Money exchange houses are expecting a spike in remittances to India as the rupee’s value against the dollar has recently fallen to its lowest since mid- December 2014.
The Indian currency dropped 0.9 percent on Monday, closing at 62.9175 a dollar, the biggest depreciation since December 16. It is too early to tell whether the high-income non-resident Indians (NRIs) are going to cash in on the low rupee.
Unlike the unskilled or semi-skilled employees who work in labour-intensive sectors like the construction industry, most white-collar expatriates don’t send money to India on a monthly basis. However, when they do open up their wallets, they tend to pump large amounts of money back to their home country.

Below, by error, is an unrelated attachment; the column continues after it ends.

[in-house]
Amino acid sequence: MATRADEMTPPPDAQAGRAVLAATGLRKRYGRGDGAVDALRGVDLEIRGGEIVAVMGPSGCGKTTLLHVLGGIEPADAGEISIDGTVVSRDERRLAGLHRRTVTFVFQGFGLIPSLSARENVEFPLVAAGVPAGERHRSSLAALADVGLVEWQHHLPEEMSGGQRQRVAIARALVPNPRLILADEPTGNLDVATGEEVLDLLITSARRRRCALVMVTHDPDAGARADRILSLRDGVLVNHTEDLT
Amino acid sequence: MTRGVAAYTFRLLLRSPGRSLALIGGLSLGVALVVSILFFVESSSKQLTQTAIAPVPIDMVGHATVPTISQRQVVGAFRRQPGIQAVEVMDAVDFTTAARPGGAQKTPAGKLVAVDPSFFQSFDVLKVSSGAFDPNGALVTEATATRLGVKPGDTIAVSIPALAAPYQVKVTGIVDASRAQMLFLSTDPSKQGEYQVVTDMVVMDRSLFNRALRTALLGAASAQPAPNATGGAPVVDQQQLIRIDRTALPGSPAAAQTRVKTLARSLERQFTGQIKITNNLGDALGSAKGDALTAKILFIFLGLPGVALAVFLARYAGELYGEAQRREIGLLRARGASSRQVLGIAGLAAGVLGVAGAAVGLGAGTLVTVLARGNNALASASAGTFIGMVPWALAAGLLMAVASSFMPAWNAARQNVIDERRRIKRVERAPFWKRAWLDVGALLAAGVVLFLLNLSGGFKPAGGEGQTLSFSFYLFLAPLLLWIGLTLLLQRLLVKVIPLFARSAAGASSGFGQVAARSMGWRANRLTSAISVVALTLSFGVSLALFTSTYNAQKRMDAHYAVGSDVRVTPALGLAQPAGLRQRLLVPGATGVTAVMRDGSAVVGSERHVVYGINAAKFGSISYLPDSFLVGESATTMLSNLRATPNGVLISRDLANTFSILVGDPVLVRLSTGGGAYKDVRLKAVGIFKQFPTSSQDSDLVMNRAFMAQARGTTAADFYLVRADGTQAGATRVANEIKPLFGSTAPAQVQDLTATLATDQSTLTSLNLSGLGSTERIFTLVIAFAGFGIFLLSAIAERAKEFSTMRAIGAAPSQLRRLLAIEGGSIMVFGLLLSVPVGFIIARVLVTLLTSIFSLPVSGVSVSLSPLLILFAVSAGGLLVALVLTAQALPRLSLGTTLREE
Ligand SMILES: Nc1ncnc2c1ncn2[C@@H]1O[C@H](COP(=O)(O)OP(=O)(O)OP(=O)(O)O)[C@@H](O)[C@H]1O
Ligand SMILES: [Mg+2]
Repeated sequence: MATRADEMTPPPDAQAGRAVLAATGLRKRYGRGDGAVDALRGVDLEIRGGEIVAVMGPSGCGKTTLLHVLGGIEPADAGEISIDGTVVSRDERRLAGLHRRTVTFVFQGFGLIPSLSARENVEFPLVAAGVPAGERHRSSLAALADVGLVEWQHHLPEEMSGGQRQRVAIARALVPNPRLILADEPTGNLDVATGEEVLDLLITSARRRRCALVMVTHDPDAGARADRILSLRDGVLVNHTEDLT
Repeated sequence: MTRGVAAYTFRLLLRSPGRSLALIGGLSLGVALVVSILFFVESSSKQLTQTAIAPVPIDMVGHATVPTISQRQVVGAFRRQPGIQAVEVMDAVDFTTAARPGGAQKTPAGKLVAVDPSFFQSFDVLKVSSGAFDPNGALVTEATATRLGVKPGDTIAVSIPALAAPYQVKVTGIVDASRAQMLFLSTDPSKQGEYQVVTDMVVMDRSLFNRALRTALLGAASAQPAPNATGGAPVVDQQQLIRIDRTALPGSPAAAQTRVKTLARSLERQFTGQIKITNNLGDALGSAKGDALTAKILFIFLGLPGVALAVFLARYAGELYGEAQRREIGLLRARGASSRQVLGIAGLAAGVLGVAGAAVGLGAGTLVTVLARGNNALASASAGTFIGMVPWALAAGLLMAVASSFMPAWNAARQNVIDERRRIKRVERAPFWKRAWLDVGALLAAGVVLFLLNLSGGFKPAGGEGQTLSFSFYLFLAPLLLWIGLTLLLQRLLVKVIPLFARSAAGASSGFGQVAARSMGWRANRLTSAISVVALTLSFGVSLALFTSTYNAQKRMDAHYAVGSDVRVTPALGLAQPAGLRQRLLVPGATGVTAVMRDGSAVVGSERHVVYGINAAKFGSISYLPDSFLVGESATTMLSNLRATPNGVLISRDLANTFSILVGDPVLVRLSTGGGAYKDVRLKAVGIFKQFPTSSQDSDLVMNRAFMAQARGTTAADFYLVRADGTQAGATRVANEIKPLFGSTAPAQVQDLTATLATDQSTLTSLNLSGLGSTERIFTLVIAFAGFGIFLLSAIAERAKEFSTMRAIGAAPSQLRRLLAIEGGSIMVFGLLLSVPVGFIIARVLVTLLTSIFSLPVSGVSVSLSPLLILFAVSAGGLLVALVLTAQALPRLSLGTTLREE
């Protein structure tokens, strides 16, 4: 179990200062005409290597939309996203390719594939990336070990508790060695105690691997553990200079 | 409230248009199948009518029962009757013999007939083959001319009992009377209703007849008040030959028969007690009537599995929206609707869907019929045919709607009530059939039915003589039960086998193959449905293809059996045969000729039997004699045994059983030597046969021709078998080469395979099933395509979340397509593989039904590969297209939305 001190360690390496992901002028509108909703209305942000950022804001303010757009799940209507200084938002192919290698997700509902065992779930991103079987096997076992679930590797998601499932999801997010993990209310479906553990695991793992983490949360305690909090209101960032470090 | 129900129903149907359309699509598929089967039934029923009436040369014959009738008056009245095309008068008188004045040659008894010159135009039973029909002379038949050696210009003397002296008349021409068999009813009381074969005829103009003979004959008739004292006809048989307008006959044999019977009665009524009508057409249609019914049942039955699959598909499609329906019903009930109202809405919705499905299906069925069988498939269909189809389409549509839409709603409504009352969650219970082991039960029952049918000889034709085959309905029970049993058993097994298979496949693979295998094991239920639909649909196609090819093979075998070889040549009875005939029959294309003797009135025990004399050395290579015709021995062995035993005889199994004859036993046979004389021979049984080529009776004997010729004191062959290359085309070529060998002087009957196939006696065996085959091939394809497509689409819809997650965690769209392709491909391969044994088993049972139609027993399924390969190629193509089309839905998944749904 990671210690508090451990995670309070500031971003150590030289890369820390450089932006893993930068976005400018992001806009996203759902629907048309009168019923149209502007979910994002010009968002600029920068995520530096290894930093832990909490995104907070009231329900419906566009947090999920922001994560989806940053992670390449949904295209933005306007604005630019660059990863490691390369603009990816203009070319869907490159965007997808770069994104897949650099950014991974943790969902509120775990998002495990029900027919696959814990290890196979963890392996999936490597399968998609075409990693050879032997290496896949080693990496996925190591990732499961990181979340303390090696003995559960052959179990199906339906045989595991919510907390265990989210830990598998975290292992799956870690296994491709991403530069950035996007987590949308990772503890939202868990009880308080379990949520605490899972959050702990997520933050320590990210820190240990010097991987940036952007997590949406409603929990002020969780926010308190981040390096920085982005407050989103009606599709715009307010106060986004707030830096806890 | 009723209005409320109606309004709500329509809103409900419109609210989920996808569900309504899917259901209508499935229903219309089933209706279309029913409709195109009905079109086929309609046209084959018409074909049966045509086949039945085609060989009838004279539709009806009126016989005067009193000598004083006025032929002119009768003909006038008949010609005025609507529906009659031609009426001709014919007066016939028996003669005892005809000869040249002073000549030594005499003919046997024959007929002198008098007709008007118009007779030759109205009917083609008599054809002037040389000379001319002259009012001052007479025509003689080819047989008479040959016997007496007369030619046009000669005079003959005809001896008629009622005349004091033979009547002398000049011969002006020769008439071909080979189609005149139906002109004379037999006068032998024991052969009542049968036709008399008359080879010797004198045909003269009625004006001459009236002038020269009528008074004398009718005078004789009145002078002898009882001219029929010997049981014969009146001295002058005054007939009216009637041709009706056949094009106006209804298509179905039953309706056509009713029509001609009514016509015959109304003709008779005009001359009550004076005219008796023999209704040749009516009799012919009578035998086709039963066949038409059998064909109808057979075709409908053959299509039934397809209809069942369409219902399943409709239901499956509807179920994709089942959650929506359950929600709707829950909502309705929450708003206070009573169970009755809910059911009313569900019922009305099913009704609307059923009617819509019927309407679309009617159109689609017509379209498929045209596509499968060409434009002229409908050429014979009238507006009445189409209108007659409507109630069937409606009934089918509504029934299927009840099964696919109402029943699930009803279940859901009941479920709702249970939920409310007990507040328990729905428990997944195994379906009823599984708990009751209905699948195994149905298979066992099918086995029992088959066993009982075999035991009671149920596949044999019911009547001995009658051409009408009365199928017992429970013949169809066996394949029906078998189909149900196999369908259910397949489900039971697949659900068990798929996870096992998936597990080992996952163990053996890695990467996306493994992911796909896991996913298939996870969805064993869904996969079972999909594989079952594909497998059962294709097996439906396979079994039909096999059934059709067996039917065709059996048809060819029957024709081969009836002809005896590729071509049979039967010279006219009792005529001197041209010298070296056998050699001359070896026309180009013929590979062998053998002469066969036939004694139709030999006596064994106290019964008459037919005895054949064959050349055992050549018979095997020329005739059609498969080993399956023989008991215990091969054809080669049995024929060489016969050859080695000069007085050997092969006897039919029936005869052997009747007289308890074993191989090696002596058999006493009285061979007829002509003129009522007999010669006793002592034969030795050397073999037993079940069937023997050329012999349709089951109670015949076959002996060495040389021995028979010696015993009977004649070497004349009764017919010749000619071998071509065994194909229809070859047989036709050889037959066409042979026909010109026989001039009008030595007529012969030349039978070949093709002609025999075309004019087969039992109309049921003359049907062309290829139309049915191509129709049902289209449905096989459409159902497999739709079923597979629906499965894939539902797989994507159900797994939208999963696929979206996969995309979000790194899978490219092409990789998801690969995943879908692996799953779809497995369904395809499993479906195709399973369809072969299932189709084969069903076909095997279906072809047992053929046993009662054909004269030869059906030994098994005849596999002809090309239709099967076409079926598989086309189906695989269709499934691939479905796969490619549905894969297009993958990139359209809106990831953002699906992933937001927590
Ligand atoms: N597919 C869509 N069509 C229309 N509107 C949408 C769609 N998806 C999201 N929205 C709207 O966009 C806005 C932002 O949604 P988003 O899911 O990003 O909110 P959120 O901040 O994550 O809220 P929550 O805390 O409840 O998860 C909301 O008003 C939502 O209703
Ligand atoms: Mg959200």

The slide of the rupee started only on Tuesday and it indicates that a spike in remittances is going to happen soon. According to World Bank statistics, India was the top recipient of remittances in 2014. Indians from around the world sent a total of $70 billion to their home country.